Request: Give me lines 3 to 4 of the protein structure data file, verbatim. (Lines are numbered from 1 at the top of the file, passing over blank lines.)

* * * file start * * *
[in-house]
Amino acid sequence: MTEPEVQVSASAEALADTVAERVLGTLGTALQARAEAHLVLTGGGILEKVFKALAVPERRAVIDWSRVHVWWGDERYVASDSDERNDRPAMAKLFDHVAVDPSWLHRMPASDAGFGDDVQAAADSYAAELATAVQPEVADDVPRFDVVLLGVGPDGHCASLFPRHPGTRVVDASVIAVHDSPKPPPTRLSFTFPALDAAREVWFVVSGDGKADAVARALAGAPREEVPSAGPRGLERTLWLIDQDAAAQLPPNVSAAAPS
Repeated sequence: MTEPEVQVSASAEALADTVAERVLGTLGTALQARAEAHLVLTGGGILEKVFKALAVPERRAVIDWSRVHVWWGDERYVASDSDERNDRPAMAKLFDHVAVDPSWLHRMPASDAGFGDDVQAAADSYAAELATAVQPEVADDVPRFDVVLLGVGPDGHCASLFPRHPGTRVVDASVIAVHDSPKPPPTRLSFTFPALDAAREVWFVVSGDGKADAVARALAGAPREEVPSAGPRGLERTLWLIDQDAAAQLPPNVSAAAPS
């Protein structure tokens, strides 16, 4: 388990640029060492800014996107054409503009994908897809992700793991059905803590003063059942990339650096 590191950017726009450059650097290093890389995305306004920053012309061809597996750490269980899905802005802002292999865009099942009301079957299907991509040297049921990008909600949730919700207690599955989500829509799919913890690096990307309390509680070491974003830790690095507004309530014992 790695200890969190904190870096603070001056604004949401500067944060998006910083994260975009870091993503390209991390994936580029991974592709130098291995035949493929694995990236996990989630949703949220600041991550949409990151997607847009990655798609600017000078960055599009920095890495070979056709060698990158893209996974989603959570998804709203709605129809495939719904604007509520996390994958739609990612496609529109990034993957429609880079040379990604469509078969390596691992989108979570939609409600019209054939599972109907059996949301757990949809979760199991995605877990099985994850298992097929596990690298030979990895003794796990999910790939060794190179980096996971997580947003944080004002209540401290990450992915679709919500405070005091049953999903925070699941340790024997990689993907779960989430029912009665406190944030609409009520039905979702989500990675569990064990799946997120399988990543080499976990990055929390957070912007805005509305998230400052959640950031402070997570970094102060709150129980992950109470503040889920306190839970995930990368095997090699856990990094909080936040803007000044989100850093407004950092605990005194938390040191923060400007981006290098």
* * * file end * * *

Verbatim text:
Repeated sequence: MTEPEVQVSASAEALADTVAERVLGTLGTALQARAEAHLVLTGGGILEKVFKALAVPERRAVIDWSRVHVWWGDERYVASDSDERNDRPAMAKLFDHVAVDPSWLHRMPASDAGFGDDVQAAADSYAAELATAVQPEVADDVPRFDVVLLGVGPDGHCASLFPRHPGTRVVDASVIAVHDSPKPPPTRLSFTFPALDAAREVWFVVSGDGKADAVARALAGAPREEVPSAGPRGLERTLWLIDQDAAAQLPPNVSAAAPS
């Protein structure tokens, strides 16, 4: 388990640029060492800014996107054409503009994908897809992700793991059905803590003063059942990339650096 590191950017726009450059650097290093890389995305306004920053012309061809597996750490269980899905802005802002292999865009099942009301079957299907991509040297049921990008909600949730919700207690599955989500829509799919913890690096990307309390509680070491974003830790690095507004309530014992 790695200890969190904190870096603070001056604004949401500067944060998006910083994260975009870091993503390209991390994936580029991974592709130098291995035949493929694995990236996990989630949703949220600041991550949409990151997607847009990655798609600017000078960055599009920095890495070979056709060698990158893209996974989603959570998804709203709605129809495939719904604007509520996390994958739609990612496609529109990034993957429609880079040379990604469509078969390596691992989108979570939609409600019209054939599972109907059996949301757990949809979760199991995605877990099985994850298992097929596990690298030979990895003794796990999910790939060794190179980096996971997580947003944080004002209540401290990450992915679709919500405070005091049953999903925070699941340790024997990689993907779960989430029912009665406190944030609409009520039905979702989500990675569990064990799946997120399988990543080499976990990055929390957070912007805005509305998230400052959640950031402070997570970094102060709150129980992950109470503040889920306190839970995930990368095997090699856990990094909080936040803007000044989100850093407004950092605990005194938390040191923060400007981006290098």